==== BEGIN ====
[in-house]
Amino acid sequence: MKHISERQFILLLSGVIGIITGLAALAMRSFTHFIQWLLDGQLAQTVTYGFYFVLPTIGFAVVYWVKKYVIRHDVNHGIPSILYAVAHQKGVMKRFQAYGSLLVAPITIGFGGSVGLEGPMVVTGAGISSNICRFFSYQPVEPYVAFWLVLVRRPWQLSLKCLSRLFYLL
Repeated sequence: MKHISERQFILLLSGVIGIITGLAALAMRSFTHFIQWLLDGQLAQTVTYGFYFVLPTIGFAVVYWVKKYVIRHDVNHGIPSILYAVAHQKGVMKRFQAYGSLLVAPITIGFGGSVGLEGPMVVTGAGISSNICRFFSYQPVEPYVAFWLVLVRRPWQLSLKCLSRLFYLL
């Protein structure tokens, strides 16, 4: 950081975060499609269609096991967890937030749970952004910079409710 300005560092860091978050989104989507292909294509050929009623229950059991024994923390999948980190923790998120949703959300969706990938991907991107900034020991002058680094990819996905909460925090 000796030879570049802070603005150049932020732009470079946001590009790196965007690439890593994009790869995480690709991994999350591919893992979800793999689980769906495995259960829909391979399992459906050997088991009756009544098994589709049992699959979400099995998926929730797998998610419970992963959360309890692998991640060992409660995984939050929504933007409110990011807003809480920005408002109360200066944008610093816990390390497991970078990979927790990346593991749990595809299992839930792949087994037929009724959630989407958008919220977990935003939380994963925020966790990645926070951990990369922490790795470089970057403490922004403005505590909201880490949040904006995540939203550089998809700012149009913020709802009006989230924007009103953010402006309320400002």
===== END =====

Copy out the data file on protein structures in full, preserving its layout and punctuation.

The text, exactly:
[in-house]
Amino acid sequence: MKHISERQFILLLSGVIGIITGLAALAMRSFTHFIQWLLDGQLAQTVTYGFYFVLPTIGFAVVYWVKKYVIRHDVNHGIPSILYAVAHQKGVMKRFQAYGSLLVAPITIGFGGSVGLEGPMVVTGAGISSNICRFFSYQPVEPYVAFWLVLVRRPWQLSLKCLSRLFYLL
Repeated sequence: MKHISERQFILLLSGVIGIITGLAALAMRSFTHFIQWLLDGQLAQTVTYGFYFVLPTIGFAVVYWVKKYVIRHDVNHGIPSILYAVAHQKGVMKRFQAYGSLLVAPITIGFGGSVGLEGPMVVTGAGISSNICRFFSYQPVEPYVAFWLVLVRRPWQLSLKCLSRLFYLL
């Protein structure tokens, strides 16, 4: 950081975060499609269609096991967890937030749970952004910079409710 300005560092860091978050989104989507292909294509050929009623229950059991024994923390999948980190923790998120949703959300969706990938991907991107900034020991002058680094990819996905909460925090 000796030879570049802070603005150049932020732009470079946001590009790196965007690439890593994009790869995480690709991994999350591919893992979800793999689980769906495995259960829909391979399992459906050997088991009756009544098994589709049992699959979400099995998926929730797998998610419970992963959360309890692998991640060992409660995984939050929504933007409110990011807003809480920005408002109360200066944008610093816990390390497991970078990979927790990346593991749990595809299992839930792949087994037929009724959630989407958008919220977990935003939380994963925020966790990645926070951990990369922490790795470089970057403490922004403005505590909201880490949040904006995540939203550089998809700012149009913020709802009006989230924007009103953010402006309320400002």